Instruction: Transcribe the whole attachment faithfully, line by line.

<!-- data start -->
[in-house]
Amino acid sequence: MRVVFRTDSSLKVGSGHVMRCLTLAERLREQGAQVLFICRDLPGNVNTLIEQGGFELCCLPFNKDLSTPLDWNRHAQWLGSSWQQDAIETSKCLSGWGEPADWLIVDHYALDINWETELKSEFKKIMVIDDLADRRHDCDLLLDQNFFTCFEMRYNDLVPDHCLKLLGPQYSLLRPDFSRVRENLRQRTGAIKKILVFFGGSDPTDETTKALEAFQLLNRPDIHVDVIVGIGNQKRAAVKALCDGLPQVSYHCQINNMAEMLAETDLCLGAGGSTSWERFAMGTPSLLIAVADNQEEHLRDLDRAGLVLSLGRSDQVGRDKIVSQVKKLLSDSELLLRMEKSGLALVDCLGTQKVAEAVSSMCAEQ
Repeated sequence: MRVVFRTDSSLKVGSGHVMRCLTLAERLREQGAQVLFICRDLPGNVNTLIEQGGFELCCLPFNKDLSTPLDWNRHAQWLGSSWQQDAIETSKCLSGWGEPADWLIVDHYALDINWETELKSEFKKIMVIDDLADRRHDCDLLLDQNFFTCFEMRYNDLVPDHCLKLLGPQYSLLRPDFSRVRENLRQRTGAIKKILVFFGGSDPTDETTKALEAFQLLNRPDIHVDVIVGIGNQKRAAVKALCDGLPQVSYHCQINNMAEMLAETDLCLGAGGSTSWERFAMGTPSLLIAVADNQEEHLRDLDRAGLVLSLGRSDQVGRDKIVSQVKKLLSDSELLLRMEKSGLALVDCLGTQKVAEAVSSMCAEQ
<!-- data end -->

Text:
[in-house]
Amino acid sequence: MRVVFRTDSSLKVGSGHVMRCLTLAERLREQGAQVLFICRDLPGNVNTLIEQGGFELCCLPFNKDLSTPLDWNRHAQWLGSSWQQDAIETSKCLSGWGEPADWLIVDHYALDINWETELKSEFKKIMVIDDLADRRHDCDLLLDQNFFTCFEMRYNDLVPDHCLKLLGPQYSLLRPDFSRVRENLRQRTGAIKKILVFFGGSDPTDETTKALEAFQLLNRPDIHVDVIVGIGNQKRAAVKALCDGLPQVSYHCQINNMAEMLAETDLCLGAGGSTSWERFAMGTPSLLIAVADNQEEHLRDLDRAGLVLSLGRSDQVGRDKIVSQVKKLLSDSELLLRMEKSGLALVDCLGTQKVAEAVSSMCAEQ
Repeated sequence: MRVVFRTDSSLKVGSGHVMRCLTLAERLREQGAQVLFICRDLPGNVNTLIEQGGFELCCLPFNKDLSTPLDWNRHAQWLGSSWQQDAIETSKCLSGWGEPADWLIVDHYALDINWETELKSEFKKIMVIDDLADRRHDCDLLLDQNFFTCFEMRYNDLVPDHCLKLLGPQYSLLRPDFSRVRENLRQRTGAIKKILVFFGGSDPTDETTKALEAFQLLNRPDIHVDVIVGIGNQKRAAVKALCDGLPQVSYHCQINNMAEMLAETDLCLGAGGSTSWERFAMGTPSLLIAVADNQEEHLRDLDRAGLVLSLGRSDQVGRDKIVSQVKKLLSDSELLLRMEKSGLALVDCLGTQKVAEAVSSMCAEQ